Printer Friendly

Chinese medicine and ADD/ADHD: an integrative approach.

Attention deficit disorder (ADD) or attention deficit/hyperactivity disorder (ADHD) is considered to be a neurobehavioral disorder. It interferes with a person's ability to stay on a task and to exercise age-appropriate inhibition (cognitive alone or both cognitive and behavioral). Some of the warning signs of ADHD include failure to listen to instructions, inability to organize oneself and schoolwork, fidgeting with hands and feet, talking too much, leaving projects, chores and homework unfinished, and having trouble paying attention to and responding to details. There are several types of ADHD: a predominantly inattentive subtype, a predominantly hyperactive-impulsive subtype, and a combined subtype. ADHD is usually diagnosed in childhood. However, this condition most often continues into adulthood. (1)

It is estimated that 4.5 million youth ages 4 through 17 have been diagnosed with ADHD by a healthcare professional, and as of 2003, 2.5 million youth ages 4 through 17 are currently receiving medication for the disorder. In 2003, 7.8% of school-aged children were reported to have an ADHD diagnosis by their parent. The diagnosis of ADHD has increased by an average of 3% per year from 1997 to 2006. (23)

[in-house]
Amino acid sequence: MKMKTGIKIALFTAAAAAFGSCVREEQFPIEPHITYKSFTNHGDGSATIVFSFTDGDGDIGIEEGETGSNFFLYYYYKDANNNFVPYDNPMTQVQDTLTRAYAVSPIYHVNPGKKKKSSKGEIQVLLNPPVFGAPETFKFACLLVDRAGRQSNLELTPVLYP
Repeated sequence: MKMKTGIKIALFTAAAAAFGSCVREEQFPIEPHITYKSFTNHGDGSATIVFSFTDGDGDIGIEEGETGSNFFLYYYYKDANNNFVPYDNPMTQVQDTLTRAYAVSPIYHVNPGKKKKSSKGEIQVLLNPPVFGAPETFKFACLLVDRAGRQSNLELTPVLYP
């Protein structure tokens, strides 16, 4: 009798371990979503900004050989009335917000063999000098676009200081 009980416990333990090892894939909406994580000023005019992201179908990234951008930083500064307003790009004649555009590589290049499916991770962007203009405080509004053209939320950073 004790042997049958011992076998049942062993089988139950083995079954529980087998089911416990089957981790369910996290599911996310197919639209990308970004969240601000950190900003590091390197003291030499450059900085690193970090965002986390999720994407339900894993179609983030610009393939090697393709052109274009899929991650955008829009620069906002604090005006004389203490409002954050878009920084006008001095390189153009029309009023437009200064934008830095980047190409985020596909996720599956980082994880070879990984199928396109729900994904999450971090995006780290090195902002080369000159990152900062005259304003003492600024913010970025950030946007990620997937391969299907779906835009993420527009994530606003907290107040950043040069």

The standard medications for this condition are called stimulants. The most commonly used stimulants are various preparations of Ritalin (methylphenidate) or Adderall (amphetamine salts). Both of these pharmaceuticals are powerful central nervous stimulants listed as Schedule II drugs under the Controlled Substances Act due to their highly addictive nature. (4) While stimulant drugs have been shown to reduce the core symptoms of ADHD, the jury is still out on how safe these pharmaceuticals are for children. Some studies have shown that Ritalin use can affect growth and development in preadolescent children, as well as trigger cardiac conditions. (5), (6) Many people develop a tolerance to stimulants, wherein they have to keep increasing the dose to achieve the same effect. The side effects of these medications can be troubling. They include decreased appetite, weight loss, digestive disorders, emotional lability, insomnia, and hypertension (to name a few). (7) Stimulants do not cure ADHD, they just treat the symptoms. At present, there is no known cure for ADHD.

I began researching ADHD treatment from a Traditional Chinese Medicine (TCM) and nutritional perspective four years ago. At the time, I was treating some college students with the disorder at the UCLA Arthur Ashe Student Health and Wellness Center. I have discovered, over time, that an integrative approach incorporating acupuncture therapies (with or without needles), herbs, nutritional counseling, and supplementation can have a dramatic effect on the symptoms of ADHD.